Can a person give up his or her right to make a will? Are promises to make a will enforceable? Or can a person be forced to include (or not include) certain beneficiaries and certain provisions in a will?
In New Jersey, the answer to both questions is YES.
Under New Jersey law, a person can enter into a legally binding contract controlling the dispositive provisions of that person’s will.
“A contract to make a will or devise, or not to revoke a will or devise, or to die intestate, if executed after September 1, 1978, can be established only by (1) provisions of a will stating a material provision of the contract; (2) an express reference in a will to a contract and extrinsic evidence proving the terms of the contract; or (3) a writing signed by the decedent evidencing the contract. The execution of a joint will or mutual wills does not create a presumption of a contract not to revoke the will or wills.”N.J.S.A. 3B:1-4
Dad promised to leave me the house — Is that promise enforceable?
Oral agreements to make a will are generally not enforceable.
In Matter of Estate of Cosman, 193 N.J. Super. 664 (App. Div. 1984), the court ruled that an oral agreement to make reciprocal wills was not enforceable where the wills were each silent as to the existence of the agreement. The court held the statute was clear on its face and refused to find the existence of an implicit agreement to create unrevocable reciprocal wills.
However, in accordance with traditional contract principles, it may be possible to enforce an oral agreement in a court of equity where there has been part performance. For example, in a situation where testator promises to leave caretaker $50,000 in exchange for services, and where those services are rendered, caretaker would have a claim against testator’s estate. Obviously, the better practice would have been for caretaker to reduce the agreement to writing.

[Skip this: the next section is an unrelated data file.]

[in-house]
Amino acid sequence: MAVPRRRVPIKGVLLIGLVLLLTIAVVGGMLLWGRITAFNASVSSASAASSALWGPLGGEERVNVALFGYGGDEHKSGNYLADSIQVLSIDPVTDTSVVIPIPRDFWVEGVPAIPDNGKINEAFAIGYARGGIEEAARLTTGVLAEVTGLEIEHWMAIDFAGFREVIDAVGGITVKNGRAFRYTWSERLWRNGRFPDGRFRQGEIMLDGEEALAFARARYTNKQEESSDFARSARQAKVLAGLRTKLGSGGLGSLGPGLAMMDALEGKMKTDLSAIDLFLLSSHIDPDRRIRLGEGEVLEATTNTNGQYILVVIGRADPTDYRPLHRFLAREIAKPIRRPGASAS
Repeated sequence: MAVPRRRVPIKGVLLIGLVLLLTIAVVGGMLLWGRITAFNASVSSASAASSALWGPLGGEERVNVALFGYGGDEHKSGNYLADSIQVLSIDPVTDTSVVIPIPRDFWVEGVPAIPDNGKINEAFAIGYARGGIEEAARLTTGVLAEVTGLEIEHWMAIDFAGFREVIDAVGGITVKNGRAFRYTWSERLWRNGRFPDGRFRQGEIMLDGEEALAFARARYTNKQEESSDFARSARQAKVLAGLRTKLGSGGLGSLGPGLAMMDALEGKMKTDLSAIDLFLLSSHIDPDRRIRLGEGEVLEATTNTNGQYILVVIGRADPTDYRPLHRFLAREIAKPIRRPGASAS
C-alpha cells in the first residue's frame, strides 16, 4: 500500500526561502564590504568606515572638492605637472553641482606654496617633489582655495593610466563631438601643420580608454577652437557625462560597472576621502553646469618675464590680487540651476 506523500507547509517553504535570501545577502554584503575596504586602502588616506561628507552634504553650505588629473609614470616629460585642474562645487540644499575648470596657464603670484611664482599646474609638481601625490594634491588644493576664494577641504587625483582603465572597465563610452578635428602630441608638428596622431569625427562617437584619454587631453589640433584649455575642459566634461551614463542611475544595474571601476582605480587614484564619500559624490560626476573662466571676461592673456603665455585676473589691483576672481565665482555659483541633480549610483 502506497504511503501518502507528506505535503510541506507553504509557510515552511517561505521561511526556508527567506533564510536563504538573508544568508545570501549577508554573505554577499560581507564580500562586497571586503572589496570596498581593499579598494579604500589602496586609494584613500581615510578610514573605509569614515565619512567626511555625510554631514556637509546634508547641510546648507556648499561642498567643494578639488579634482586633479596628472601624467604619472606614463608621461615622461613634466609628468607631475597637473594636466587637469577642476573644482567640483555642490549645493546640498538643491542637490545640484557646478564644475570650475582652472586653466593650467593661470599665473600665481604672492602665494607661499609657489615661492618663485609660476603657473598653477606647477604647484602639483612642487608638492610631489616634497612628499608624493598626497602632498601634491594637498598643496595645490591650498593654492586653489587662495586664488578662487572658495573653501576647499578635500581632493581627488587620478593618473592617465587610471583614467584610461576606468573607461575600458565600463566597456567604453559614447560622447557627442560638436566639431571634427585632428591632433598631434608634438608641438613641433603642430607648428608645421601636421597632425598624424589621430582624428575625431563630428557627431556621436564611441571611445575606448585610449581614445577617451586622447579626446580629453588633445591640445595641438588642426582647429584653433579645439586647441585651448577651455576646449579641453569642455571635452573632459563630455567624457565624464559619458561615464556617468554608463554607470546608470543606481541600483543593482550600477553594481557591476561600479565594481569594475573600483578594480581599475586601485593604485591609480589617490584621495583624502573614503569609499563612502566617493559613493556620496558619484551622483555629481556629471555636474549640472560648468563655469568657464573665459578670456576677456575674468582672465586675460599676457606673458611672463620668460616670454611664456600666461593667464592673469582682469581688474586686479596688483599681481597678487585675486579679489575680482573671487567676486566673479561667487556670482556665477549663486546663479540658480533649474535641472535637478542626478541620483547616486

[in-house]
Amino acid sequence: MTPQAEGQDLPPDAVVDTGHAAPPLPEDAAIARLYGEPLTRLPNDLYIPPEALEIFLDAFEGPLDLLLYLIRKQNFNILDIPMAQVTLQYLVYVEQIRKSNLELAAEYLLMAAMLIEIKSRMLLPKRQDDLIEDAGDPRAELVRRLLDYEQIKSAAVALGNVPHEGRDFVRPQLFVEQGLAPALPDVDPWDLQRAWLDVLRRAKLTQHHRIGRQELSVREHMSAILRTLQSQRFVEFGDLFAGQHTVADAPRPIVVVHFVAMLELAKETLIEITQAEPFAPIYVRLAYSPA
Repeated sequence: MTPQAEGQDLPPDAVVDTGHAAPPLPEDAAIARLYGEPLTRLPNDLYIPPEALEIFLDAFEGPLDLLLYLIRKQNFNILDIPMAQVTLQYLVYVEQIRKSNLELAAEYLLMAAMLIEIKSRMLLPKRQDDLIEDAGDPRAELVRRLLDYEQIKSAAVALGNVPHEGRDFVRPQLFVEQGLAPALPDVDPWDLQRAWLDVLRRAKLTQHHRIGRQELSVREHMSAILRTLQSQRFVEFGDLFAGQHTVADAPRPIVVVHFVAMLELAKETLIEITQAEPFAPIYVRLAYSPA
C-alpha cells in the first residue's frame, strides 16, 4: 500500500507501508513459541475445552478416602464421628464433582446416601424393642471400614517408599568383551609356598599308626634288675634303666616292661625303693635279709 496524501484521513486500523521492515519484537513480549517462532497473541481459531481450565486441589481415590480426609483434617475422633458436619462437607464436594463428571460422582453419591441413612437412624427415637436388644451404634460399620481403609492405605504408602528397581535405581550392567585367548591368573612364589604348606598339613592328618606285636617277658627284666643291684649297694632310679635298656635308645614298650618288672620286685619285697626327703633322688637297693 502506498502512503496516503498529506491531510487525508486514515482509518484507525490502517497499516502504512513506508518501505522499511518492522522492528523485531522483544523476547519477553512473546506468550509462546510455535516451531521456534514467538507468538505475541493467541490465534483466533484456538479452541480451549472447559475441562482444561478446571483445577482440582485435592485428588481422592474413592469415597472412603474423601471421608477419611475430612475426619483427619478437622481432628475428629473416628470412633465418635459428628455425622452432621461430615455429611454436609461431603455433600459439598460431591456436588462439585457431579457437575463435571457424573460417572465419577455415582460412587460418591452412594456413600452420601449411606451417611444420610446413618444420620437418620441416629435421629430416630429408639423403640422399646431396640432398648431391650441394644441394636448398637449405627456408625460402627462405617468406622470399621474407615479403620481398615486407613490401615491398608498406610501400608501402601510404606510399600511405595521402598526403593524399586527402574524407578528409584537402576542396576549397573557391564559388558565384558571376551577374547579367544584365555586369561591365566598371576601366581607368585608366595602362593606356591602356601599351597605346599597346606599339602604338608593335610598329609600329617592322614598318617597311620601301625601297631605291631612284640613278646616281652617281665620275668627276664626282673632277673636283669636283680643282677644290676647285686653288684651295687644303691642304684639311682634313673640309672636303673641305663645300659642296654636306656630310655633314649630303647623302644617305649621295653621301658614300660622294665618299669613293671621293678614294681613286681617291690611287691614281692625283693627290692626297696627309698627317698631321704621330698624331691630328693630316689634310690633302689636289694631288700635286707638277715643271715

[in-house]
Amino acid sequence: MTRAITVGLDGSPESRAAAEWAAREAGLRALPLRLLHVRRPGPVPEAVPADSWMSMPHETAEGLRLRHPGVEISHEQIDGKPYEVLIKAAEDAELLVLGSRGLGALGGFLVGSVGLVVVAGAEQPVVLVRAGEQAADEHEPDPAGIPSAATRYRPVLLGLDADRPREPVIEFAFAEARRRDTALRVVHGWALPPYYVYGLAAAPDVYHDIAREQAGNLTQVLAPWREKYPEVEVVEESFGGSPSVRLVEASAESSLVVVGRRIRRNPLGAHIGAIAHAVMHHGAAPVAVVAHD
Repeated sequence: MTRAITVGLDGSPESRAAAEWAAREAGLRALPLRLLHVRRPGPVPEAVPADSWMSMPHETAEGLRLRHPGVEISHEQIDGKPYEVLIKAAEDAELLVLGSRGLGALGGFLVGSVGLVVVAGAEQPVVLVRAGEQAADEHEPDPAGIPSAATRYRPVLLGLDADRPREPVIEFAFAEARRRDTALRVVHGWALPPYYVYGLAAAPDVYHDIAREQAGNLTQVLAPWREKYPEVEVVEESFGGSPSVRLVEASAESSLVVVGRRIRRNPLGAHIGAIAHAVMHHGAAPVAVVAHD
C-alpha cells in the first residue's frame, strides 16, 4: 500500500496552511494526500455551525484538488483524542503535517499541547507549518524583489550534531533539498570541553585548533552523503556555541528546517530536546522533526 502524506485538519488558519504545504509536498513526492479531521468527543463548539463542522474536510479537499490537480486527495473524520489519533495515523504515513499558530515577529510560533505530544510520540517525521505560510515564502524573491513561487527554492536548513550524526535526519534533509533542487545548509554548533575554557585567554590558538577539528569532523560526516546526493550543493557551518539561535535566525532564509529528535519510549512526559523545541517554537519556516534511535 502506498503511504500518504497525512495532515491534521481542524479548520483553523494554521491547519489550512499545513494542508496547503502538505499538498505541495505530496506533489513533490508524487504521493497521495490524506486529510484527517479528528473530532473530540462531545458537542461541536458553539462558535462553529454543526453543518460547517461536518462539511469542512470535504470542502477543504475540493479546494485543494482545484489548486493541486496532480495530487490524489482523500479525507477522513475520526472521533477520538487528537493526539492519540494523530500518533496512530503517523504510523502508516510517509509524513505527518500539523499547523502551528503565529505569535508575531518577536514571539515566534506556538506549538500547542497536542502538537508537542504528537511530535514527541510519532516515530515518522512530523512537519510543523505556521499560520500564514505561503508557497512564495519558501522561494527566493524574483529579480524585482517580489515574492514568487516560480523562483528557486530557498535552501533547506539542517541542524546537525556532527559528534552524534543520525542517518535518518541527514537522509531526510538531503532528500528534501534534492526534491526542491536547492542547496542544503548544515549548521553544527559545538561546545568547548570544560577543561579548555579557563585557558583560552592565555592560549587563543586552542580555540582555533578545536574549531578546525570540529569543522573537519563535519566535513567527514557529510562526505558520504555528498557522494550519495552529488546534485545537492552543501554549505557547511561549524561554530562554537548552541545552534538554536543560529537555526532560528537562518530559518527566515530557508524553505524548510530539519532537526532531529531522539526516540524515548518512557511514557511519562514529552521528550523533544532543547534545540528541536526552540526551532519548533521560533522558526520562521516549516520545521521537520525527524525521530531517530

Marriage Separation Agreements
Marriage Separation Agreements (MSAs) commonly include provisions relating to a party’s will and overall estate plan. As part of a divorce, it is common for one party to agree to leave $X to the other at that party’s death if death occurs within a certain timeframe. This agreement is often backed by life insurance or a retirement account naming the ex-spouse as beneficiary. If that party either fails to make a will which includes the required bequest, or if that party fails to maintain the life insurance or IRA, the aggrieved party can bring a claim against the estate for breach of contract.
If the testator breaches the contract and fails to include you as a beneficiary, you can bring a claim against the testator’s estate and either seek damages or specific performance. Generally, you would not be able to invalidate the testator’s will, but you could seek a judgment from the court entitling you to what is owed. Timing is crucial and if you wait too long to bring a claim, that claim may be lost.
If you feel you had a promise to make a will and that promise was not kept, you should consult with counsel immediately to protect your rights.